Still, there are a handful (really, two hands full for Homer Simpson) of uninspiring teams in the Eastern Conference, and how the Clippers finish relative to them will also change the lottery odds. Eight Eastern Conference teams with losing records currently have better records than the Clippers. Every one of those teams LA catches takes some of our precious ping pong balls. (By the way, two of those 8 teams with losing records would make the playoffs if the season ended today - I'm not clear on why everyone keeps talking about how resurgent the East is.)
So even if you accept that the Clippers are locked into the 6th worst record in the West, you're still looking at somewhere between 7th and 13th worst overall depending on how they finish relative to the mediocrities of the East. Realistically, the Clippers are going to finish somewhere between 7th and 13th - they'd have to play incredibly badly to finish worse, and they'd have to play incredibly well to finish better. Of the two, I'd rather they play incredibly well.
And the draft is looking pretty weak at this point. Ricky Rubio is targeting 2010, Blake Griffin will likely be a good pro, but will be long gone unless the Clippers get very lucky in the lottery, and I'm just not sold on anyone else. The way it stands now, the Clippers might be in a position to draft a local combo wing in the late lottery (Demar Derozan) instead of a local combo guard in the mid lottery (Jrue Holiday). Meh.
There are inherent advatages in winning games. For one thing, it's more fun for everyone. Now, I don't subscribe completely to the theory that losing always breeds losing. The cycle can clearly be broken, and Eric Gordon is not going to be ruined by a tough rookie season. After all, Rajon Rondo won 24 games his rookie year and was the starting point guard for the NBA champs his second season. Kendrick Perkins averaged fewer than 35 wins per season in his first 4 years in the league. Losers magically become winners when they start alongside future hall of famers. BUT, developing the ability to win games is a vital skill. Eric Gordon and Al Thornton will be better pros sooner when and if they learn how to win close games - and conversely the Clippers will be a better team when and if their players figure out how to finish. So there's a value in winning games this season, even if the playoffs are long since out of reach. Confidence and momentum can be built up for next season. Vital experience can be gained.
There are strategic ways to approach this. As Citizen Zhiv pointed out, the Clippers have conveniently been forced into discovering that Eric Gordon is their best perimeter scorer. If Cat Mobley hadn't been traded, if Ricky Davis hadn't been hurt, we would not have seen EJ's breakout nearly this soon, if ever this season. He's now averaging 16.5 as a starter, while shooting a solid percentage. Would he even have been starting if Davis hadn't been hurt? Who knows, but it's safe to say that he'll still be starting and playing big minutes even after Ricky comes back in four games, which is a luxury for the Clippers - they get to develop the young guy AND have their best shooting guard on the court at the same time.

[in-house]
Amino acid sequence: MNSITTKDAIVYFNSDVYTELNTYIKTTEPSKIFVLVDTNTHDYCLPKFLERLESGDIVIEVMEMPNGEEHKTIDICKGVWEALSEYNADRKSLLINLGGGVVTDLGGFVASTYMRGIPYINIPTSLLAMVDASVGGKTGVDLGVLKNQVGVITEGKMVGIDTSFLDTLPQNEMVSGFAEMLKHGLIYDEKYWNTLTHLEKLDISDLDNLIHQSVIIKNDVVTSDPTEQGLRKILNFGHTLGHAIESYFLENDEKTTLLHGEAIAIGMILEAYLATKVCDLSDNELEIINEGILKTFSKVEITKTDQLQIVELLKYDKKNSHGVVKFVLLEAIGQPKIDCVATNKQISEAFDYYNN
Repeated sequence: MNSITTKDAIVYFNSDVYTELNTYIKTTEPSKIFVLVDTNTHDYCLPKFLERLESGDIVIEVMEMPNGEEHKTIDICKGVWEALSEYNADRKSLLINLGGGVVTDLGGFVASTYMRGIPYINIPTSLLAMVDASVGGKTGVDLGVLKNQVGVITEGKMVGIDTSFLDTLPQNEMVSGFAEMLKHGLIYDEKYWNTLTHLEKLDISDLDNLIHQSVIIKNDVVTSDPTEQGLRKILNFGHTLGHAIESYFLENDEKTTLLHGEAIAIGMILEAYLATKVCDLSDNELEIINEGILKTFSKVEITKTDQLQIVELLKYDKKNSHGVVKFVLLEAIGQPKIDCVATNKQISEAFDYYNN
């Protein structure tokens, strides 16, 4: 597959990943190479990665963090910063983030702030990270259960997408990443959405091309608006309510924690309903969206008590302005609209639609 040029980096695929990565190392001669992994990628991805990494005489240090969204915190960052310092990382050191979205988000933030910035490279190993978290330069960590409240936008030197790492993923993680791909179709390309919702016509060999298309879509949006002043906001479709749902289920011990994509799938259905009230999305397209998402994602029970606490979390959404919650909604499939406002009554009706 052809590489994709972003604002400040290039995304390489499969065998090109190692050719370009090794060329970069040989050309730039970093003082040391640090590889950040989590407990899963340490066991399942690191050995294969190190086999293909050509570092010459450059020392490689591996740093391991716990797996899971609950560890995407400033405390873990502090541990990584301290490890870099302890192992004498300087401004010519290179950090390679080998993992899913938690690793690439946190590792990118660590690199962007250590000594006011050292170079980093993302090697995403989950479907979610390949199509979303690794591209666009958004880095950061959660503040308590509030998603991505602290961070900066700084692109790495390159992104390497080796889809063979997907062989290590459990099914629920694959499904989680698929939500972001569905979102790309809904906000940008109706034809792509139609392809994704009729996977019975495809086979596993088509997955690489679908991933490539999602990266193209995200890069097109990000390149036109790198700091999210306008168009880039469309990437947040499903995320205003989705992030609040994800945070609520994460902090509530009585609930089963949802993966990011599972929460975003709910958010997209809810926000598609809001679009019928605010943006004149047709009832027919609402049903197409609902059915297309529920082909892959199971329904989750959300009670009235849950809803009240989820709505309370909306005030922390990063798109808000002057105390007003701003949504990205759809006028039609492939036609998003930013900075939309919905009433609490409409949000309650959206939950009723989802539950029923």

I think there are similar situations for DeAndre Jordan and Mike Taylor (when Taylor is healthy, that is). Jordan has been forced into significant game action by all the injuries, but I'm not advocating that he start ahead of Zach Randolph on a fully healthy Clippers squad in the future. I would, however be in favor of using DJ over Brian Skinner in the event of foul trouble or other issues that require the team to reach beyond Camby/Kaman/Randolph. Has Skinner been that much more effective than DJ this season? Not that I can tell. So let's continue developing him as the situation allows it. And Taylor needs to get more minutes at the point guard than Jason Hart, that much is clear. Hell, if Baron Davis can't make a few more shots, maybe the team should be starting Taylor when his hand is healed. It's tough to argue that he'd lose more games than Baron has so far.
At any rate, I can't get into rooting for losses this season, despite the body of research on Advanced Tanking Theory. There's still a long way to go, and there's no reason to believe that the team won't be fully healthy for the bulk of the remaining games. I expect them to play .500 ball or better when they are healthy and to provide a reason for optimism going into next season. They'll still get a lottery pick in what is shaping up to be a crap shoot of a draft.
So for the time being, there's really no downside to winning. The team has my permission not to lose.